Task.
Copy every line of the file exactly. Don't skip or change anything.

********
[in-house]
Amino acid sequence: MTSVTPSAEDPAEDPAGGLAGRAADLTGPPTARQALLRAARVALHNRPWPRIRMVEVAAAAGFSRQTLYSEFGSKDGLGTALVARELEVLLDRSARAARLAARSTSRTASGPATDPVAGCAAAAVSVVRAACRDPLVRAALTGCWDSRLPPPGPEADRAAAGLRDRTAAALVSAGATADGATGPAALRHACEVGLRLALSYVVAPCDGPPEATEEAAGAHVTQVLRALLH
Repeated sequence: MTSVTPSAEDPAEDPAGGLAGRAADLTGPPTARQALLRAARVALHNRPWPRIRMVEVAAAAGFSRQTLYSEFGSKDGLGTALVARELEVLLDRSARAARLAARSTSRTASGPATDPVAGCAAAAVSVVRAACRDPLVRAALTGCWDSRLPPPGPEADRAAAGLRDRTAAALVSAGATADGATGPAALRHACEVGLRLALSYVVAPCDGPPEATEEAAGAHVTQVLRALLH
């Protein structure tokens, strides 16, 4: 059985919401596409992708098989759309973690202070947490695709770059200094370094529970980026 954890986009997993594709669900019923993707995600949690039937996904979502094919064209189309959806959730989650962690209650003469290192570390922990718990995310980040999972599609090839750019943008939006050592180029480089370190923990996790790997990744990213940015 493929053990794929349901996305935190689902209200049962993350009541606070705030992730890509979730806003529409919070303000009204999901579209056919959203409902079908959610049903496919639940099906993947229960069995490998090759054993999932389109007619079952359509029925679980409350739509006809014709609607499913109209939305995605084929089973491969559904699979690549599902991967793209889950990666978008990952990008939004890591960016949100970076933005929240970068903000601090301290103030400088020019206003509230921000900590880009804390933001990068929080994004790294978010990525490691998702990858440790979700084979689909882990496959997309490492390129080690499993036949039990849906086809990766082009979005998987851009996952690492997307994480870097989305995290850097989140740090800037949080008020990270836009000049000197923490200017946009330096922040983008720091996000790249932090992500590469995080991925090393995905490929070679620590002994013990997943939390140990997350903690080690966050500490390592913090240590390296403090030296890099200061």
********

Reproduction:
[in-house]
Amino acid sequence: MTSVTPSAEDPAEDPAGGLAGRAADLTGPPTARQALLRAARVALHNRPWPRIRMVEVAAAAGFSRQTLYSEFGSKDGLGTALVARELEVLLDRSARAARLAARSTSRTASGPATDPVAGCAAAAVSVVRAACRDPLVRAALTGCWDSRLPPPGPEADRAAAGLRDRTAAALVSAGATADGATGPAALRHACEVGLRLALSYVVAPCDGPPEATEEAAGAHVTQVLRALLH
Repeated sequence: MTSVTPSAEDPAEDPAGGLAGRAADLTGPPTARQALLRAARVALHNRPWPRIRMVEVAAAAGFSRQTLYSEFGSKDGLGTALVARELEVLLDRSARAARLAARSTSRTASGPATDPVAGCAAAAVSVVRAACRDPLVRAALTGCWDSRLPPPGPEADRAAAGLRDRTAAALVSAGATADGATGPAALRHACEVGLRLALSYVVAPCDGPPEATEEAAGAHVTQVLRALLH
């Protein structure tokens, strides 16, 4: 059985919401596409992708098989759309973690202070947490695709770059200094370094529970980026 954890986009997993594709669900019923993707995600949690039937996904979502094919064209189309959806959730989650962690209650003469290192570390922990718990995310980040999972599609090839750019943008939006050592180029480089370190923990996790790997990744990213940015 493929053990794929349901996305935190689902209200049962993350009541606070705030992730890509979730806003529409919070303000009204999901579209056919959203409902079908959610049903496919639940099906993947229960069995490998090759054993999932389109007619079952359509029925679980409350739509006809014709609607499913109209939305995605084929089973491969559904699979690549599902991967793209889950990666978008990952990008939004890591960016949100970076933005929240970068903000601090301290103030400088020019206003509230921000900590880009804390933001990068929080994004790294978010990525490691998702990858440790979700084979689909882990496959997309490492390129080690499993036949039990849906086809990766082009979005998987851009996952690492997307994480870097989305995290850097989140740090800037949080008020990270836009000049000197923490200017946009330096922040983008720091996000790249932090992500590469995080991925090393995905490929070679620590002994013990997943939390140990997350903690080690966050500490390592913090240590390296403090030296890099200061």